Don’t Let That Brother Roll On By

Some time ago, I was sitting in the lunchroom at work having lunch with a male co-worker. There was nothing particularly special about that or that day. We take lunch about the same time every day, so we eat lunch together almost daily. But for some reason, today I noticed how easy it was to talk to this gentleman. How he had a quiet, easy way about him. And how, quite frankly, I enjoyed talking to him. I noticed that he had a sweet spirit and a caring heart. I went even further and noticed how he had smooth, dark skin, was well groomed and quite handsome. I thought, “Wow! This guy would be a great catch!” [I’m letting my singleness show here…] And then I thought in the same breath, “…But women probably just pass him by like he’s invisible.” And why? Because he’s blind (or visually impaired for political correctness).

Some of life’s greatest treasures come in unseemly packages. Take diamonds, for instance. Who would have ever thought taking a quick glance at that lump of coal that a brilliant, shining gemstone was at its heart? Or how about the funny-shaped, rough outer shell of the oyster? Who would have ever thought that the beautiful, smooth pearl lay trapped inside? Not too long ago, another brother rolled into my thoughts. Again, I was at work—minding my business, when this beautiful brown-skinned brother rolled into the office. He was so fine, I was almost speechless [Just the way I like them]. I found myself staring at him. And I don’t know if I was staring at him because he was so fine or because he was so fine and in a wheelchair—as if you couldn’t be both! Well, I found out that day and that instant that you could be both. And he definitely was.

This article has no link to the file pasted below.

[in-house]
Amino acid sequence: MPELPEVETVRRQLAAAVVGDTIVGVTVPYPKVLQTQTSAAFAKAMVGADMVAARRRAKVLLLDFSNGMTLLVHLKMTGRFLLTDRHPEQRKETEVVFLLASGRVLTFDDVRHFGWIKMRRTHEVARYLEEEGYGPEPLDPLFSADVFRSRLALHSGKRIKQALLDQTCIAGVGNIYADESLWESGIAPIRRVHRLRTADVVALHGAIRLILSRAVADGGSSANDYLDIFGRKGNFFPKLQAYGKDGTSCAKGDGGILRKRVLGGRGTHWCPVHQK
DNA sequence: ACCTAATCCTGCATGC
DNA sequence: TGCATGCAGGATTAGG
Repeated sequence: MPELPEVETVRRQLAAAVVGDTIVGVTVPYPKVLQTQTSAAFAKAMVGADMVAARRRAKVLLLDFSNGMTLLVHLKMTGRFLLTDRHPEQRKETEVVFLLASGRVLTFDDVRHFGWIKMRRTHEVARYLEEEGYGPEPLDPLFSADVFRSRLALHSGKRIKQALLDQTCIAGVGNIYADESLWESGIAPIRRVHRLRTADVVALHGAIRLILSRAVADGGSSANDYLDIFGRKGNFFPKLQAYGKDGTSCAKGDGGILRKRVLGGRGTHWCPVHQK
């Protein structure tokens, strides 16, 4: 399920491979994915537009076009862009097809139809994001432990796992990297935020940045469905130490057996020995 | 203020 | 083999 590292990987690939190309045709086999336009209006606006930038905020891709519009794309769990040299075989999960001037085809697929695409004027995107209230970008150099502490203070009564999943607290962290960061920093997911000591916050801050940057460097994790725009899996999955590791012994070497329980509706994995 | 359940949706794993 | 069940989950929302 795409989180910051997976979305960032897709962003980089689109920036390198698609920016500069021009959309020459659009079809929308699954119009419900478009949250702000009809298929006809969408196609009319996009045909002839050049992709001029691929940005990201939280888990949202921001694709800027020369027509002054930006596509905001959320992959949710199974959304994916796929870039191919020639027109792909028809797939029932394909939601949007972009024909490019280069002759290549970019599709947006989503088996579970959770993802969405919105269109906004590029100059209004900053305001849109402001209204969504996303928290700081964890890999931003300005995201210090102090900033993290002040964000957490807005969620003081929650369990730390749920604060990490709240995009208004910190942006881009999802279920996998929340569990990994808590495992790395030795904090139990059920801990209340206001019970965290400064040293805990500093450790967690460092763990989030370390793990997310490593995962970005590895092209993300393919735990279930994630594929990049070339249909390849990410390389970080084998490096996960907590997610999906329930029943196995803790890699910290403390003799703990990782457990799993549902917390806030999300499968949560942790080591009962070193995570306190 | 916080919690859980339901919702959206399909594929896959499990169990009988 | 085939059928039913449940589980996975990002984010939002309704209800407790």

Just by rolling into the office that day, he opened up a door that led to an unexplored new world. I had never dated anyone with a physical disability before, and honestly, I had never even considered it, but I was now ready to go where I had never gone before. Nothing became of me and that young man as he was already spoken for, but this fine stranger did do something for me. He helped me to see that he was a man. Not a man in a wheelchair. A man. Just like my visually impaired co-worker, who is just a wonderful guy. And you know what? That’s all we really need. If you think hard enough, we are all impaired in some way. We are all disabled in some area of our lives. And for all of us single sisters and brothers, you never know where you’ll find your treasure, so just keep your eyes—and your mind open. Peace.

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